Exclusive: Cigarette theory over fire tragedy

AN HORRIFIC house fire that claimed the lives of three young children was probably caused by a discarded cigarette, an investigation has found.

But investigators have also said they cannot rule out the possibility the fire was started deliberately.

William Beal, nine, Anthony Hudson, also known as "AJ", five, and their three-year-old sister, Maddie Hudson, died when a ferocious blaze tore through their home in Clarence Avenue, Bridlington, on November 11.

Their mother, Samantha Hudson, 27, who was seriously hurt and remains in a stable condition in hospital, still does not know they are dead.

Steve Henry, specialist fire investigation officer at Humberside Fire and Rescue Service, said: "At the back of my mind there is always the thought that somebody could have introduced that naked flame in there.

"I can't totally rule it out 100 per cent and that's why I will mention it in my report, but to me and the team the most likely cause is a carelessly discarded cigarette."

A joint investigation by Humberside Police and Humberside Fire and Rescue Service has concluded the blaze was probably started when a cigarette that had not been fully extinguished fell onto clothing near the bay window in the ground-floor living room.

Mr Henry said the cigarette would have charred the material as its slowly buried itself. It can take 20 minutes or several hours for the smouldering material to produce a flame in such circumstances, Mr Henry said.

The family – who were in their bedrooms on the first and second floors of the three-storey, mid-terraced property when the fire broke out – appear to have been extremely unlucky as a flame is only produced in about 30 per cent of such cases, Mr Henry said. "It was a severe fire that started from a humble beginning," he added.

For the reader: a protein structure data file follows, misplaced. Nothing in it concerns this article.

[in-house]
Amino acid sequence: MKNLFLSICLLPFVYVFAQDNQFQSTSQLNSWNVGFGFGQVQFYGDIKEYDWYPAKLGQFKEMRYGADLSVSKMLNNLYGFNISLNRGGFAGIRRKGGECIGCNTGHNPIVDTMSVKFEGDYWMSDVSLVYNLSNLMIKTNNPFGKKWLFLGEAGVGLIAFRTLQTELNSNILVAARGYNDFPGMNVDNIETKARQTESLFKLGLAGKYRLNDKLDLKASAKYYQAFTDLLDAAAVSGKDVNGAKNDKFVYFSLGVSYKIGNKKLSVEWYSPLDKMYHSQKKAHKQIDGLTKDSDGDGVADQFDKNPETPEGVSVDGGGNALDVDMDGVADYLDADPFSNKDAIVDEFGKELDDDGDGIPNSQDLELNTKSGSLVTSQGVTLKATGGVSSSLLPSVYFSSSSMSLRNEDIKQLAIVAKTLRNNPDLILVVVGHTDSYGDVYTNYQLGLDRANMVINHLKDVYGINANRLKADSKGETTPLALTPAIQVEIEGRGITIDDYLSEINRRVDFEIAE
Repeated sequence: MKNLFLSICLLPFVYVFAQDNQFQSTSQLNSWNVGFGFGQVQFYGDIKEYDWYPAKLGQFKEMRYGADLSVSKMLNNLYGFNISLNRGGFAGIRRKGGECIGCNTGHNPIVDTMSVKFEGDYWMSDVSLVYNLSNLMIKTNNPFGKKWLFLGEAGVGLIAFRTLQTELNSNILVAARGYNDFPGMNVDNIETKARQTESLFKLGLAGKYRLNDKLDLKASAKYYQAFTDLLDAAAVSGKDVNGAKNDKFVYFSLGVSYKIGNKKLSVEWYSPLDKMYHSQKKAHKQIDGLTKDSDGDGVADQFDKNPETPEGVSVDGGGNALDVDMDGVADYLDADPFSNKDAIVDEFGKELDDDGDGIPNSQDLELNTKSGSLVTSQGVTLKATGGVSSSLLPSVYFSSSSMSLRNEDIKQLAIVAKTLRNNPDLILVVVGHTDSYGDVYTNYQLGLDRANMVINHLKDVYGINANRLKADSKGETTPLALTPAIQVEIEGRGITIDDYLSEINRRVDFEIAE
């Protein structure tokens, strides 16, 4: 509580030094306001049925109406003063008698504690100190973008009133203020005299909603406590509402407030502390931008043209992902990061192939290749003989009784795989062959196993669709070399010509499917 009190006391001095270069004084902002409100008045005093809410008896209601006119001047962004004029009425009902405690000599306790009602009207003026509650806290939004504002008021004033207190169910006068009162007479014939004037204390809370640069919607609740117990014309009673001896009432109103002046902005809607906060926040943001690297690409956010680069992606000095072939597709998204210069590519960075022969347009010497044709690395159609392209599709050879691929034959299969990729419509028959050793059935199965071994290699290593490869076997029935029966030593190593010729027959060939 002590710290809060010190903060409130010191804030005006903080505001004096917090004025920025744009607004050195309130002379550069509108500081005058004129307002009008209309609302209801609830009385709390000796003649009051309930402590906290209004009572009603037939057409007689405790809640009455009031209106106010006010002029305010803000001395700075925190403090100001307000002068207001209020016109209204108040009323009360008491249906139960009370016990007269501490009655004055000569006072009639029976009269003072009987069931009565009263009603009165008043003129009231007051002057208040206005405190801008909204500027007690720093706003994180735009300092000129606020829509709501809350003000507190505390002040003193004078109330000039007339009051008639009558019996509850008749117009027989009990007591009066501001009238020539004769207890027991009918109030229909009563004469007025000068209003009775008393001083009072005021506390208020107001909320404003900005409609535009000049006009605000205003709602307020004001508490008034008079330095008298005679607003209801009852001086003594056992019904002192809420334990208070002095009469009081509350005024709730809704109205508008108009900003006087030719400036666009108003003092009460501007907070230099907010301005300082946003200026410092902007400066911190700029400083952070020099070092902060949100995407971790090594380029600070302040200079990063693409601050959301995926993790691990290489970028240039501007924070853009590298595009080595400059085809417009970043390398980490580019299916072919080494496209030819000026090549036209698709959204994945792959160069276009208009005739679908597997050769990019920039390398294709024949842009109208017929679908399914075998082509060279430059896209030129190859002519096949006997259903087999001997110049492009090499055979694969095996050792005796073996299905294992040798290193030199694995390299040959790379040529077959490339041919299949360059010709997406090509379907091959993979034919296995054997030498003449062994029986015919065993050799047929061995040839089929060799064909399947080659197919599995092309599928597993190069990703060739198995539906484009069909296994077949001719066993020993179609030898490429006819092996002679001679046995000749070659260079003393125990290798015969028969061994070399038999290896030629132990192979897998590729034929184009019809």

Smoking materials are believed to have been responsible for most of the 10 fire deaths in the brigade area last year.

Confirming the results of the investigation in a statement, a brigade spokeswoman said: "Fire investigators have been working with the police and forensics experts and it has now been confirmed that the most likely cause of the fire was due to a cigarette which had not been fully extinguished." The investigation was launched almost immediately, Mr Henry being made aware of the incident soon after a 999 call was made by a neighbour at 11.58pm.

He led the inquiry and was assisted by another specialist officer from the brigade and a police scene of crime officer.

They quickly established that the seat of the fire was in the living room, and within a fortnight police said the blaze appeared to have been a "tragic accident". The living room, which was gutted, was excavated by the investigators with some evidence being sent to a forensic science laboratory in Wetherby for analysis.

Mr Henry is now writing a report detailing his findings that will be submitted to the coroner. This will form part of an inquest into the children's deaths, which will seek to establish how exactly they died.

Ms Hudson is understood to have suffered severe smoke inhalation and has yet to regain consciousness.

Mr Henry said that although he had not been able to speak to her he had gathered witness statements from neighbours and a member of Miss Hudson's family who was babysitting for her that night.

"We know what time Samantha came home that night and who was in the house," he said.

"Although we haven't been able to talk to Samantha we were able to talk to the person who was babysitting for her."

Neighbours and the emergency services fought in vain to revive the children in the street after they were pulled from their home, one describing them as being "like little rag dolls". They died in Scarborough Hospital a short time later.

The children were buried three weeks later after an emotional funeral at Emmanuel Parish Church, less than half a mile from the scene of the tragedy.

Mother not told of child victims

AFTER being taken to hospital in a critical condition following the fire that killed her children, Samantha Hudson's condition has improved although she is still too unwell to be told about the tragedy.

The 27-year-old was stable yesterday but remains in hospital nearly two months after the fire.

Her parents, Robert and Sharon Hudson, have already revealed they are dreading the moment when they have to tell her that her children are dead.

They said in a statement: "We just do not know how we will cope, which one of our grandchildren to grieve for first. How do we carry on and move on from this in order to help our daughter?

"We are terrified how Sam will react and how she will come to terms with the devastating news."

The fire happened on the birthday of the couple's youngest daughter, Hayley. The family had visited the house hours earlier to celebrate.